When the all-new Comedy Central “The Detroiters” rolled out this year it was met with fanfare in Detroit. The show proved to be a rising star within Comedy Central, and was renewed for a second season before the first was finished airing.
When talk of a casting call for the show began to swirl online, a lot of locals were excited to show up as an extra on the show based on the city they live in.
Chris Yonge was one of many who applied through the talent group, based in Troy, known as ‘Nine9 The Unagency.’ According to Yonge, he was led to believe he was going on an audition of sorts — instead he told 7 Action News that he showed up to a room full of 50 people, was rushed through, and then was pitched an opportunity to sign up for services offered by Nine9 for $450.
“Uh, that better come with a Red Lobster dinner,” said Yonge, making light of the situation. “But seriously, that’s not going to work. That’s some people’s paycheck.”
The drama surrounding the comedy moved to another level this past month when the television show’s Facebook show went public to speak against the talent agency, writing: “Hey friends - do not give Agency 99 money. They are trying to scam you. We don’t know who or what Agency 99 is, but they’re definitely not in charge of casting Detroiters extras.”
The owner of Nine9 declined to give an on-camera interview in reaction to the complaints, citing that 7 Action News would twist his words to fit an agenda. Instead, he said he would give a written statement. At the time of this publication, it has been more than five hours since that statement was offered — no further communication has happened.
The owner did speak by phone calling the situation a misunderstanding. He stated that Nine9 is not a casting agency and has never casted for “The Detroiters,” however, a secretary had told a 7 Action News reporter an hour earlier that they have casted for the show.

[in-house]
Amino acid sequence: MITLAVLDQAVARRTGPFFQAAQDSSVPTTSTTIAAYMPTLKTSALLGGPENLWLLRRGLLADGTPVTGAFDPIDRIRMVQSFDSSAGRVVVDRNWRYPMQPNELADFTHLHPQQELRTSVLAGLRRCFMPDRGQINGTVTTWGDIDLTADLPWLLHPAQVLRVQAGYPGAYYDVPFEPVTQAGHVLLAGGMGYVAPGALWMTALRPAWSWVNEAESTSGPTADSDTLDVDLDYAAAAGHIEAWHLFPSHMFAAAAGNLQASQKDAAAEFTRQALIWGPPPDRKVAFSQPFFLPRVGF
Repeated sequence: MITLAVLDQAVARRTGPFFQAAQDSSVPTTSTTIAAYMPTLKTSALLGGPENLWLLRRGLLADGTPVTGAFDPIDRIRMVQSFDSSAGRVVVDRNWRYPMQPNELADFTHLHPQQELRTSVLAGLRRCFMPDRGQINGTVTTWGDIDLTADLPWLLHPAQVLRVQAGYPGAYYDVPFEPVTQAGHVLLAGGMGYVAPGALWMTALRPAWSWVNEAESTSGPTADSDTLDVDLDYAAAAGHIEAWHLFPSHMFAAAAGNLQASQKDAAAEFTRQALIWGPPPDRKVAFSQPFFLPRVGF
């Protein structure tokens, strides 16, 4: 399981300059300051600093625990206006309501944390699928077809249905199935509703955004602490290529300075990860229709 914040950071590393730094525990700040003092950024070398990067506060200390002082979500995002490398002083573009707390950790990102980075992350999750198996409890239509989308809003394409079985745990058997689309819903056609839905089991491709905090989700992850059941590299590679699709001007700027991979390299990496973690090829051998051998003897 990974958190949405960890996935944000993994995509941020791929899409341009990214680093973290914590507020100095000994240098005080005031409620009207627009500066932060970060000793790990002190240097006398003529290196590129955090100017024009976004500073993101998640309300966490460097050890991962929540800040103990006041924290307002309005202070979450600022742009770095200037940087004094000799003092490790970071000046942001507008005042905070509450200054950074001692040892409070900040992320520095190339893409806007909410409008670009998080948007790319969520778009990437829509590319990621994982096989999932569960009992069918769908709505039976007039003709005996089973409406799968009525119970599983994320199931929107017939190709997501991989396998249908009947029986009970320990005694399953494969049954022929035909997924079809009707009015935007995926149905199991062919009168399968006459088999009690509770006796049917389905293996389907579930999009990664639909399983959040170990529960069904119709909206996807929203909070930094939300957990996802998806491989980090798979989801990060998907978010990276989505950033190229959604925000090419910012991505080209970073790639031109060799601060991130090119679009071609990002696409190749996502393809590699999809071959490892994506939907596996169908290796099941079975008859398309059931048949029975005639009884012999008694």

According to the owner, they work with the 99-percent of people who won’t get a shot with an agent, instead they offer services to put you into a better position to get a job. It’s why they call themselves an “unagency” according to the group’s “about us” section.
As for Yonge, he declined a paid portfolio, and has no interest in services.
He added that when he brought up the Detroiters in his meeting it seemed like no one knew what he was talking about.
“They were rushing back-and-forth and it felt like an act,” said Yonge. “It’s like they were trying to portray themselves as something that they weren’t. A little deception.”
He isn’t alone. After the Detroiters posted about the agency, a number of people chimed in saying that they were scammed, or at the very least part of a bait-and-switch.
A look at the Facebook page of Nine9 also showed a handful of negative interviews.
One Facebook user said they were not a legitimate talent agency, adding: “Falsely lures people in to so-called auditions for extra work (for which they are not the casting agency), then demands exorbitant fees which no legitimate agency would ever charge to be registered!”
Another wrote: “Really heartbroken with this company. Luis told me that he'd be able to get me a photo shoot and place me with an agency if I signed, so I did and he hasn't responded and isn't with the company anymore.”
It’s not the first negative press the group has garnered. The L.A. Times wrote multiple pieces on Nine9 when it was still known as “One Source Agency.”
The coverage by the L.A. Times included a number of stories of frustrated former customers who spent hundreds of dollars with little help to break into the show business. A more recent article from 2016 noted that the group would settle a $1.6 million civil suit. That suit was brought against the agency for improper contracts that violated what’s known as the “Kerkorian Talent Scam Prevention Act.”